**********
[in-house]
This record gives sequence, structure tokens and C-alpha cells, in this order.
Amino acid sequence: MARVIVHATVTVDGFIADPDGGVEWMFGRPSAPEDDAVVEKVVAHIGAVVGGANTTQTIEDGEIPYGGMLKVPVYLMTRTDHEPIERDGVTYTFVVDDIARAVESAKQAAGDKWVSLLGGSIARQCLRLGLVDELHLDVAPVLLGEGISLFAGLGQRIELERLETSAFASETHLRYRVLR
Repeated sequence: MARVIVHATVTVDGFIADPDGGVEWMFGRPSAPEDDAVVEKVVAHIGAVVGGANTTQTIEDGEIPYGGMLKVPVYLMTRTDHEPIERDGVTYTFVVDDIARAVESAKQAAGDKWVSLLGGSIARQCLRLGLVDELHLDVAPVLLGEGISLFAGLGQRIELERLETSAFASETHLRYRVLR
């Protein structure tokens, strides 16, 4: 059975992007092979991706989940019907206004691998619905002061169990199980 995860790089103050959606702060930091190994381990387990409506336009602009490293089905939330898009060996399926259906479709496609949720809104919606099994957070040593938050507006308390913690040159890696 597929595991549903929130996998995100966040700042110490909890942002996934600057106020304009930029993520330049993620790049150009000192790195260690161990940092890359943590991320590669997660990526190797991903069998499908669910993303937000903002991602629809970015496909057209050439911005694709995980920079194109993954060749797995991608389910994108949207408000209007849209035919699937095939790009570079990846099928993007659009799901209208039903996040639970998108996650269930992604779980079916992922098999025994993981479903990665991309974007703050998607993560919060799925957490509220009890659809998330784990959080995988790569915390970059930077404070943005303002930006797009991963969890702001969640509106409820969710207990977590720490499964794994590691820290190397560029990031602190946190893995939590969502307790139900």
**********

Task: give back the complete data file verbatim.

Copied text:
[in-house]
This record gives sequence, structure tokens and C-alpha cells, in this order.
Amino acid sequence: MARVIVHATVTVDGFIADPDGGVEWMFGRPSAPEDDAVVEKVVAHIGAVVGGANTTQTIEDGEIPYGGMLKVPVYLMTRTDHEPIERDGVTYTFVVDDIARAVESAKQAAGDKWVSLLGGSIARQCLRLGLVDELHLDVAPVLLGEGISLFAGLGQRIELERLETSAFASETHLRYRVLR
Repeated sequence: MARVIVHATVTVDGFIADPDGGVEWMFGRPSAPEDDAVVEKVVAHIGAVVGGANTTQTIEDGEIPYGGMLKVPVYLMTRTDHEPIERDGVTYTFVVDDIARAVESAKQAAGDKWVSLLGGSIARQCLRLGLVDELHLDVAPVLLGEGISLFAGLGQRIELERLETSAFASETHLRYRVLR
């Protein structure tokens, strides 16, 4: 059975992007092979991706989940019907206004691998619905002061169990199980 995860790089103050959606702060930091190994381990387990409506336009602009490293089905939330898009060996399926259906479709496609949720809104919606099994957070040593938050507006308390913690040159890696 597929595991549903929130996998995100966040700042110490909890942002996934600057106020304009930029993520330049993620790049150009000192790195260690161990940092890359943590991320590669997660990526190797991903069998499908669910993303937000903002991602629809970015496909057209050439911005694709995980920079194109993954060749797995991608389910994108949207408000209007849209035919699937095939790009570079990846099928993007659009799901209208039903996040639970998108996650269930992604779980079916992922098999025994993981479903990665991309974007703050998607993560919060799925957490509220009890659809998330784990959080995988790569915390970059930077404070943005303002930006797009991963969890702001969640509106409820969710207990977590720490499964794994590691820290190397560029990031602190946190893995939590969502307790139900």